Guest Blog by Anjali PushkaranJun 28, 2021
At FIMRC, our operations aim to provide access to healthcare to communities worldwide while also providing volunteer opportunities to learn about the many determinants of global health and their impact on communities. FIMRC has implemented a track program through our Virtual Global Health Fellowship for participants to dive deeper into a specific area of health, including chronic diseases, racism and healthcare, environmental health, and much more.
Recently, FIMRC had the chance to welcome Master of Public Health student Anjali Pushkaran to participate in our Virtual Global Health Fellowship, where she completed the Racism and Healthcare track.
Originally from Kerala, India, Anjali Pushkaran is a third-semester student of the Master of Public Health at Manipal University, India. With a specific interest in global health, she completed a global health exchange during her Master’s with Maastricht University, Netherlands. Her journey with FIMRC began as a one-month Global Health Fellowship in September 2020, which eventually extended to a three-month program. During her time with FIMRC, she worked on a Health Promoter Program for our project site in Kodaikanal, India, and has recently returned for another module in ‘Racism and Healthcare’ as she is deeply interested in social justice issues within the healthcare sector. “Being in a Low-to-Middle-Income Country (LMIC), I find myself digging deep into healthcare in low resource settings,” says Anjali. “For me, there is no better time to learn about public and global health than amid the ongoing pandemic where everyone is in the same storm in different boats.”
Hear What Anjali Had To Say About Her Experience Studying The Racism And Healthcare Track During Her Virtual Global Health Fellowship:
“As a master’s student and a curious global citizen, I always cared to delve deeper into international politics and social issues that affect our healthcare system. This particular module about the impact of race and ethnicity in healthcare caught my attention due to the unique exposure it offers to understand health care from a social justice perception. The learning materials provided were of outstanding quality that I grasped new knowledge every day. The live sessions in this module opened up my mind to numerous realities, so that I went through the process of unlearning and relearning. For example, I got a completely different picture of the impact of racism and the insecurity caused by it when I was made aware that most of the gun deaths in the United States are not homicides but suicides, and white men account for 74 percent of them. Thanks to FIMRC for exposing me to the more intertwining roots of racism. Throughout the module, I got new insights to address the whole complexity of racism in a different light.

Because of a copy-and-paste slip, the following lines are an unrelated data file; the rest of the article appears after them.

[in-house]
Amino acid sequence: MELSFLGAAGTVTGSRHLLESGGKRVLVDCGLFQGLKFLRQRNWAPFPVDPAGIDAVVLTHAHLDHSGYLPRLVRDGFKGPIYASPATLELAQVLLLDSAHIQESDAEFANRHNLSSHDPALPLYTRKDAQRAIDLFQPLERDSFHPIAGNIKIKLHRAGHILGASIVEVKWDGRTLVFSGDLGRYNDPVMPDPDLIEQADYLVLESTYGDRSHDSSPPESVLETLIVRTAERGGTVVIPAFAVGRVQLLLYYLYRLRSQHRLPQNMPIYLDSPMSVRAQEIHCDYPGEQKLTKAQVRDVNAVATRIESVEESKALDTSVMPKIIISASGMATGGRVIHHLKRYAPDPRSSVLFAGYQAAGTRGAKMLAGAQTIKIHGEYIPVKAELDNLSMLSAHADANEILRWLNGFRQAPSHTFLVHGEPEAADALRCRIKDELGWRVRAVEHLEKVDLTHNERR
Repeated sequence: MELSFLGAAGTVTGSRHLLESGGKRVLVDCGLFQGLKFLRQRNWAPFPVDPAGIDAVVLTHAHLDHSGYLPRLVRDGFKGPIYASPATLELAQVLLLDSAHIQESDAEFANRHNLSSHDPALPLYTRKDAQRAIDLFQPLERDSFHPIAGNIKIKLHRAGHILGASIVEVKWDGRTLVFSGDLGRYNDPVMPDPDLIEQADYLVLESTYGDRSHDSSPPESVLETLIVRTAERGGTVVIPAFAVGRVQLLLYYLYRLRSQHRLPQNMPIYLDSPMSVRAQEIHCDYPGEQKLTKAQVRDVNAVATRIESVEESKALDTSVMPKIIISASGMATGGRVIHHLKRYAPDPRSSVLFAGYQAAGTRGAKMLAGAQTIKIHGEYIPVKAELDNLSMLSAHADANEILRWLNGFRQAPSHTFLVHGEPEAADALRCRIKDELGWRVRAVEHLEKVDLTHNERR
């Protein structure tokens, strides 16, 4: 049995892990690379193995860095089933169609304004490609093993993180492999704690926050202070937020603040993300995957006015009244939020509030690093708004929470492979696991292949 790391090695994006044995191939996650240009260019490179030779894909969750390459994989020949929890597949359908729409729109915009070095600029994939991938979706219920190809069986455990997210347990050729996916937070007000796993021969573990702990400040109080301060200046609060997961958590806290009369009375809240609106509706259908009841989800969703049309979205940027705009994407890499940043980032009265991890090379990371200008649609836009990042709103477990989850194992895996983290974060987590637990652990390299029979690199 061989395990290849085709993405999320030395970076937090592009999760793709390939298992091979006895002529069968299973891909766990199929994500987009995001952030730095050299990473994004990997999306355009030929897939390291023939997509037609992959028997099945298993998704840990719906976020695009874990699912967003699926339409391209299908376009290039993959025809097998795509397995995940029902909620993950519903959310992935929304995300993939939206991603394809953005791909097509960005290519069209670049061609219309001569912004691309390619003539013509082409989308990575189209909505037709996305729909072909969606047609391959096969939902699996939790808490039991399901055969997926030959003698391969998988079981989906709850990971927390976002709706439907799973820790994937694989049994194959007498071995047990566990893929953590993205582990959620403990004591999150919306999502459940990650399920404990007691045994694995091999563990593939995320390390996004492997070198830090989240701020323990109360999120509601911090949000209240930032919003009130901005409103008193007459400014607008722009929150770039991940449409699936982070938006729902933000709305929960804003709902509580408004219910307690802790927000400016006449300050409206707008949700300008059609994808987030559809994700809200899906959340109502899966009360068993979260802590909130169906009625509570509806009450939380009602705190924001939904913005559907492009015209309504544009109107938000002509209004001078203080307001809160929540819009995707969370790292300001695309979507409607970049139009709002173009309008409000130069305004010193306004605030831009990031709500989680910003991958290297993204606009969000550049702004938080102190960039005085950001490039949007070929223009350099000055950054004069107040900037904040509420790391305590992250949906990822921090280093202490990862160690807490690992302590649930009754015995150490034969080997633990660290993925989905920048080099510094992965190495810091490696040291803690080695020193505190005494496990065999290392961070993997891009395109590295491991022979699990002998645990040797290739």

[For example], we cannot discuss inequality in healthcare without addressing structural racism. Structural Racism is the normalization and legitimization of a range of historical, cultural, institutional, and interpersonal structures and interactions that advantage whites while producing cumulative ill effects for people of color. It is the most profound and pervasive form of racism, and all other forms of racism (institutional, interpersonal, internalized, etc.) that emerge from this.
[As such], dismantling structural racism is the only right step to end the discrimination and health care equity could not be achieved as a stand-alone. The change process should begin with the three elements of structural racism- public policies, institutional practices, and cultural representations. With racial equity, we would not have social strata, prisons, schools, boardrooms, and communities distinguished by their skewed racial profiles. In addition, provisions of broader health care coverage and insurance to the Black population coupled with more Black people in the medical workforce are very essential to tackle the institutionalized racism in the health sector. By this, we can hope that one day, the sharp protrusions of the wall of the racist hole will disappear forever, and instead, stairs are built upwards for them to come out and see the world in its beautiful colors.
My journey with FIMRC has always been exciting to me. I can undoubtedly state that I learned a lot about global health and development in a resource-constraint setting. Being native to a developing country means I have many chances to apply what I have learned with FIMRC. In India, ethnicity and caste create similar barriers as race in the USA. I am now better equipped to understand and respond to the healthcare needs of the marginalized population. As a global health and development student, the module is of uncompromisable value as the socio-ethnic factors play an essential role in ensuring global health equity. FIMRC will always have a special place in my heart, and I cherish all the moments I had with an amazing team!”
Racism And Healthcare Track Overview:
The FIMRC Racism and Healthcare track highlights various topics, including differences in geography, lack of access to adequate health coverage, communication difficulties between patient and provider, cultural barriers, provider stereotyping, and lack of access to providers.
Week 1: Overview of history of systemic racism and health in the US
Week 2: Racism in medical research
Week 3: Racism in access to healthcare services
Week 4: Racism in health worldwide (including how organizations work with racism)
Case Studies: Costa Rica, Indigenous with LM, Venezuelan with HYO, Haitians with DR.
For more information on Racism in Healthcare, read our previous blog on the topic, here.
If you’re a fellow FIMRC volunteer and would like to share your story, email [email protected]
Interested in volunteering abroad or participating in our virtual programs? Check them out below!
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